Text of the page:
Schloss Nymphenburg (palace) had already made its name across Europe by the 1700s. As a royal summer residence, it was originally a retreat for the royal court of Munich.
Elector Ferdinand Maria had the palace built as a gift for his wife Henriette Adelaide of Savoy following the birth of their long-awaited son Max Emanuel. Building work started in 1664. Though difficult for us to imagine now, back then Nymphenburg was surrounded by fields and a two-hour journey from the Residenz (town palace) in Munich. Nowadays, it is a green oasis open to everyone and located right in the heart of the city.
The master builders Agostino Barelli and Enrico Zuccalli originally designed Nymphenburg as a baroque palace. Its rococo and neoclassical elements were not added until later on.
The palace grew again to reach its current size under the reign of Elector Max Emanuel (1680 to 1726). A tour offers visitors the chance to glimpse the room in which King Ludwig II was born as well as King Ludwig I’s world-famous Schönheitengalerie (Gallery of Beauties).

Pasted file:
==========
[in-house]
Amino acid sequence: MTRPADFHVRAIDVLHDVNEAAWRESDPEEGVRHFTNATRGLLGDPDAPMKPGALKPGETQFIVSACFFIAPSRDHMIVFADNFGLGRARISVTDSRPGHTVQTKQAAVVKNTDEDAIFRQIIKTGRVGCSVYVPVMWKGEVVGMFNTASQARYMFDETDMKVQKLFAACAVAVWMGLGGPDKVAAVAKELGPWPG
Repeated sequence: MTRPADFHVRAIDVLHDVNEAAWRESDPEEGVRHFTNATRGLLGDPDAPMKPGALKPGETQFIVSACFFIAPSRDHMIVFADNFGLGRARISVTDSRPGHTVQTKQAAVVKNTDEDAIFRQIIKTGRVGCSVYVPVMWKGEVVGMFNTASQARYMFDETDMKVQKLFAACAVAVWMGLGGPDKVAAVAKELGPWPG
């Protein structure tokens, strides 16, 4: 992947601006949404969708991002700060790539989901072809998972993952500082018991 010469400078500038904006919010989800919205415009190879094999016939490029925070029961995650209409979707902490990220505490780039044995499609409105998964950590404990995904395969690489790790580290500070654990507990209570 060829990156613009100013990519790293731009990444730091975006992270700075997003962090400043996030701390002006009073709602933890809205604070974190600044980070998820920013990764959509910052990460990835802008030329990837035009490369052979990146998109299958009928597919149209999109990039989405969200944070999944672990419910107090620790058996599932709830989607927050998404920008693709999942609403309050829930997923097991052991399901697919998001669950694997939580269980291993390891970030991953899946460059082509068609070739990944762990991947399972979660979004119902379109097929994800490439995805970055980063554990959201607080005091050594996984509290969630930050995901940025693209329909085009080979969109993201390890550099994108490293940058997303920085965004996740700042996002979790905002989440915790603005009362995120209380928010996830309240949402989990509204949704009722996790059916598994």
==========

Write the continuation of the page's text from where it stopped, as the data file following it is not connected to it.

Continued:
Classical concerts are performed in the Hubertus Hall in the Orangery tract of Nymphenburg Palace on selected days, which are very popular with Munich residents and guests of the city.
Nymphenburg is not just home to the Bavarian royal family’s lavish palace; the grounds also include a large park containing unique water features, an extensive selection of sculptures and unusual pavilions.
Over the years, the original baroque flower gardens underwent numerous changes and expansions up until the 19th century, when they became the English-style gardens they are today. Their picturesque design was created by the famous landscape gardener Friedrich Ludwig von Sckell.
If you are interested in visiting the pavilions, we recommend planning a long walk through the palace’s 200 hectare park. Thanks to their symmetrical layout, it is easy to explore the Badenburg pavilion and its magnificent swimming pool, the Asian-inspired Pagodenburg, the Magdalenenklause (a building designed to resemble an artistic ruin), and the Amalienburg hunting lodge.
Good to know: Munich Card holders are entitled to a reduced admission fee. If one owns the Munich City Pass, the entrance is free of charge. No matter which card you choose, the public transport is included.